But just how do you ensure that your entrepreneurial activities are driven by ecologically-friendly practices and principles? Simply announcing your green ethos is not enough.  You must prove to customers and potential investors that you can practice what you preach. To this end, we’ve put together some measurable and easy-to-implement tips for how you can demonstrate your environmental consciousness.

Join the Recycling Crew

The zone of entrepreneurial activities is over-run with packaging and waste. Whether you’re looking to open a food joint or produce a new tool or toy, you can bet that your level of waste will be monumental if you don’t make a concerted effort to curb it. Get rid of paper packaging, invest in recycled goods and investigate eco-friendly options for producing or offering your given product or service.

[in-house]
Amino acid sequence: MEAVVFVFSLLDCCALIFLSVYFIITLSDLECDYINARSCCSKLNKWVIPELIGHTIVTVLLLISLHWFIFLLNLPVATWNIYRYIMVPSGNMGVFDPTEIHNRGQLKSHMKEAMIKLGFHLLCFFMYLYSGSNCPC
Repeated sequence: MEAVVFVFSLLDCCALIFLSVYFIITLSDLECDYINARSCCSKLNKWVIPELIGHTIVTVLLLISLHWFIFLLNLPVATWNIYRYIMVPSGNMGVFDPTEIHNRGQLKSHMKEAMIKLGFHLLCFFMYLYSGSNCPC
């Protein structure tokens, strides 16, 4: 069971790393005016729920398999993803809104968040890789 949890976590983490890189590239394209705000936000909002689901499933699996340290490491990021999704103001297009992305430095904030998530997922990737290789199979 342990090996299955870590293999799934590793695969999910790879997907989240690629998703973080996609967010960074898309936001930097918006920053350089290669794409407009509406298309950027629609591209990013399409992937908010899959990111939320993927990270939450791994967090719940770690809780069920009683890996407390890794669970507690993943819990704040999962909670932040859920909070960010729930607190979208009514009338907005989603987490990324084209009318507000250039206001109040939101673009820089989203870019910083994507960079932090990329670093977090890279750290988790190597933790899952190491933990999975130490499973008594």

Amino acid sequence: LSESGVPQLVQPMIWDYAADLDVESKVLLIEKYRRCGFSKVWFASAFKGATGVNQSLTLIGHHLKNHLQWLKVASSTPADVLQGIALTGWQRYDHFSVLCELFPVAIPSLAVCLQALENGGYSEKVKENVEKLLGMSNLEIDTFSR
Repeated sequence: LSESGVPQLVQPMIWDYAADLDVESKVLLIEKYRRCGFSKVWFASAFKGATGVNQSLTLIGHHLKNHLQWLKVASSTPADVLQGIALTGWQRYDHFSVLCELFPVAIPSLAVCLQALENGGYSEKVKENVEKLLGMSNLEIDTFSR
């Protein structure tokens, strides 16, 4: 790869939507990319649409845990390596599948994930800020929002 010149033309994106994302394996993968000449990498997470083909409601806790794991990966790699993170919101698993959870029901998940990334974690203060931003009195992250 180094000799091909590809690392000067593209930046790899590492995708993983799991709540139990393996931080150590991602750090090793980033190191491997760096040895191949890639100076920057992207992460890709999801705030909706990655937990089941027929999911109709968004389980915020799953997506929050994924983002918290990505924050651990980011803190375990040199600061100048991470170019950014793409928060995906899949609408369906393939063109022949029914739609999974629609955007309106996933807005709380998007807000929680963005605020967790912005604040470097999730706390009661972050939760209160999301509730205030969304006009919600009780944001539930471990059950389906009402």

And if you’re looking for an entrepreneurial way to solve other business’ waste issues, you might consider finding a solution to solving waste yourself. Many entrepreneurs have cultivated successful businesses by collecting waste food and other recyclable products from cafes and restaurants and turning them into useful goods (such as animal feed) to sell on to customers.

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Harness Natural Energy

Entrepreneurial HQs can be real energy drainers – so before you purchase or move in to a new working space, explore the solar options available. From lighting to heating and plumbing, solar power solutions are becoming ever more affordable and will save you significant capital in the long-term.